- By Howard Fischer Capitol Media Services
PHOENIX — “Dreamers” at the state’s three universities will continue to pay the same tuition as other Arizona residents, at least for now, despite a court ruling.
The Arizona Board of Regents voted Thursday to continue its policy of interpreting Arizona law to say that those in the Deferred Action for Childhood Arrivals program are entitled to the same legal — and financial — considerations as anyone else who meets state residency requirements.
DACA, created in 2012 by the Obama administration, allows people who arrived in this country illegally as children to remain if they meet certain other conditions. Students enrolled in DACA are known as “dreamers”; there are less than 300 in Arizona’s state university system.
Thursday’s vote comes a week after the Arizona Court of Appeals concluded a similar tuition policy at Maricopa community colleges violates Proposition 300. That 2006 voter-approved law says those in the country illegally are not entitled to in-state tuition. The same law prohibits tuition waivers, scholarships or any other aid funded with public dollars.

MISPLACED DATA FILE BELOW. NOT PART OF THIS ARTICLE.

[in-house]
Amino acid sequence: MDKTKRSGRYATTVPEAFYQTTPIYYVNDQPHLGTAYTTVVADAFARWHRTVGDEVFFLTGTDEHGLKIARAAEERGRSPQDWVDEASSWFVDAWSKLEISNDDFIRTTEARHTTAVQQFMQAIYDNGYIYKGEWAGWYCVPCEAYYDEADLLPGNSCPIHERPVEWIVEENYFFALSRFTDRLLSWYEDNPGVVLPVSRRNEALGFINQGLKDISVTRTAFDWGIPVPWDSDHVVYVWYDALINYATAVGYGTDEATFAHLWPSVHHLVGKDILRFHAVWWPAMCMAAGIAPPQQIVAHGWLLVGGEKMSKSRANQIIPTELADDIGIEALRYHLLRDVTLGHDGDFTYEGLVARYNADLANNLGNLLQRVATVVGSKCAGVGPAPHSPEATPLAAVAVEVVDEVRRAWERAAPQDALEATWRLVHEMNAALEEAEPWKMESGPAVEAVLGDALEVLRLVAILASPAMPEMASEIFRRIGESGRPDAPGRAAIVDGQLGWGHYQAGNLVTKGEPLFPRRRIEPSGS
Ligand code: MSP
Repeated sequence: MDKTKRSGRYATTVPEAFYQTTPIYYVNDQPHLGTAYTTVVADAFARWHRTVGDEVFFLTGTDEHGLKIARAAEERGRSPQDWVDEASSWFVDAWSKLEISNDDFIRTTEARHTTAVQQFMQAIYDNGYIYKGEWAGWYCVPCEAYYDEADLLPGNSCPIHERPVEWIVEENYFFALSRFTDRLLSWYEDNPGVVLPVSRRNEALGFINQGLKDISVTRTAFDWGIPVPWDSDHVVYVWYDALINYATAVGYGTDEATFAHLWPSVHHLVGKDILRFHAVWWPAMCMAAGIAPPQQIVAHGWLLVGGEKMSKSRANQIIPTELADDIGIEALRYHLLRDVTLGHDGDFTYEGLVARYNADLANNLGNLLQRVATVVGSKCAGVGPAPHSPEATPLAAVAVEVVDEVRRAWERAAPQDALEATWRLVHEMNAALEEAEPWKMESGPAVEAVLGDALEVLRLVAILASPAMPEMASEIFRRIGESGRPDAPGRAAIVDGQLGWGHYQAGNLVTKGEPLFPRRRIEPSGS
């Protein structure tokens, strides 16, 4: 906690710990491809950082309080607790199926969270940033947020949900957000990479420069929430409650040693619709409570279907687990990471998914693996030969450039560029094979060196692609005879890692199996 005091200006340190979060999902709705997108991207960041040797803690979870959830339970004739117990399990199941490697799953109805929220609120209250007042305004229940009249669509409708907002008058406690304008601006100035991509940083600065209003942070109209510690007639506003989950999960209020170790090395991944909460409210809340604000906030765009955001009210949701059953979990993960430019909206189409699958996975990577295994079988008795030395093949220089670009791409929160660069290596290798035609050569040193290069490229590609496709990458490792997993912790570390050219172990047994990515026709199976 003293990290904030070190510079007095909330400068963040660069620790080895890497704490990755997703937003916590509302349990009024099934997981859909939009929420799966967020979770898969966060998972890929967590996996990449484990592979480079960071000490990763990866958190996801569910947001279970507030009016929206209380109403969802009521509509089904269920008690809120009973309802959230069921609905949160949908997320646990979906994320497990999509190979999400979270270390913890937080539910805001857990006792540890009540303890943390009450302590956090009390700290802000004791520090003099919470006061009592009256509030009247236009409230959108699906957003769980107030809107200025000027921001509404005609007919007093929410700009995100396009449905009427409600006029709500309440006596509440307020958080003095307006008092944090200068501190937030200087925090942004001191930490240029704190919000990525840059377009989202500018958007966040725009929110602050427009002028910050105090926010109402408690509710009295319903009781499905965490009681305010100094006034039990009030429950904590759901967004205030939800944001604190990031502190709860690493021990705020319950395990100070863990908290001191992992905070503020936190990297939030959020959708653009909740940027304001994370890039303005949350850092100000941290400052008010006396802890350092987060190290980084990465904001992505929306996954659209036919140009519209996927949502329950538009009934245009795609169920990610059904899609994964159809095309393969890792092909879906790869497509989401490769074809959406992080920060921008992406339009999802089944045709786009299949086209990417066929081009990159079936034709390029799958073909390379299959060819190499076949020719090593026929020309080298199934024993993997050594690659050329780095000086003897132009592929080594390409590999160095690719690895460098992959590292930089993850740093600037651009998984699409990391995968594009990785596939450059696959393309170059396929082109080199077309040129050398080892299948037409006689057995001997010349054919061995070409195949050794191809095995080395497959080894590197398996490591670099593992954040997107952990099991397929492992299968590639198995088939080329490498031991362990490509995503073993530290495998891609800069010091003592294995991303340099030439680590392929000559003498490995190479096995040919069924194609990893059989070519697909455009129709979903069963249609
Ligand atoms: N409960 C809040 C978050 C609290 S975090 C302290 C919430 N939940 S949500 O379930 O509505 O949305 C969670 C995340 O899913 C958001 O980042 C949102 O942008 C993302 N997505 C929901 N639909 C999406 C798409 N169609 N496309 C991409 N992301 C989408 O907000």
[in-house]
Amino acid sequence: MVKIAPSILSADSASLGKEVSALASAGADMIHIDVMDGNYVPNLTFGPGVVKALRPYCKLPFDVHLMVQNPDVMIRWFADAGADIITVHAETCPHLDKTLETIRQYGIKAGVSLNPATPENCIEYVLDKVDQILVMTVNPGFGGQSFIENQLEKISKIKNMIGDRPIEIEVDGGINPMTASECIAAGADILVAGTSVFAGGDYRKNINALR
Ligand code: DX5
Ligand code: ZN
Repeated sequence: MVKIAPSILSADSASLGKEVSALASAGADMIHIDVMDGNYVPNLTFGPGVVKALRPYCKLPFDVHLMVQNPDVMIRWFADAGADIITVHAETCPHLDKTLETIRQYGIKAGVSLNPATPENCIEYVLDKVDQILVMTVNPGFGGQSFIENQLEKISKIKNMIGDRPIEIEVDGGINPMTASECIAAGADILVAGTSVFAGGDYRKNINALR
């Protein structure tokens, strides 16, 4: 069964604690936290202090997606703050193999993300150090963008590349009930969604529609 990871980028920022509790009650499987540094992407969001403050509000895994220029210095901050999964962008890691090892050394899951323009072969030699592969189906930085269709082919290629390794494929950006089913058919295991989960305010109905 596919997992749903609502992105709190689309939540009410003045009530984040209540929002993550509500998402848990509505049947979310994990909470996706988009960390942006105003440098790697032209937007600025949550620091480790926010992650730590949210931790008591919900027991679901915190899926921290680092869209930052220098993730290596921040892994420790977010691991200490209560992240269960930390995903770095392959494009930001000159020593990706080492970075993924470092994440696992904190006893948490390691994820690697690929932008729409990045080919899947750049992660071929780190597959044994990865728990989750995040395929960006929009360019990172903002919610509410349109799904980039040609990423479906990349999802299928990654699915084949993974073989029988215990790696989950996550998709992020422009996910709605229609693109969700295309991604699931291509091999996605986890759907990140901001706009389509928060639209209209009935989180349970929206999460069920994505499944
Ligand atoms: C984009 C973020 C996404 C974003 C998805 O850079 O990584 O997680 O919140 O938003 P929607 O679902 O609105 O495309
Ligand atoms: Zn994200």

But regents Chairman Bill Ridenour noted that the Maricopa board voted Tuesday to appeal that ruling to the Arizona Supreme Court. Ridenour said he wants to wait to see what the state’s high court decides before making any policy changes.
He also noted that students begin returning to campuses for the fall semester in August.
“We are very appreciative of the need for some kind of certainty for those students with our universities,” Ridenour said. He said there is no reason the current tuition policy, adopted two years ago, should be scrapped unless and until there’s a final Supreme Court ruling.
Only Regent Jay Heiler voted against keeping tuition for “dreamers” at the in-state rate.
“We have a Court of Appeals decision founded largely in state law as enacted by the voters,” Heiler said. “I feel this board needs to honor that.”
But Heiler said he would not require DACA recipients to pay the full out-of-state rate.
He pointed out that the board already has a policy allowing students who graduate from Arizona high schools, but do not meet other residency requirements, to pay a “differentiated rate.”
In essence, this is designed to cover the actual costs of educating students, which would avoid the prohibition against subsidized tuition in Proposition 300. The regents have set that rate at 150 percent of in-state tuition.
Other regents said they were content to leave the tuition for “dreamers” where it is right now.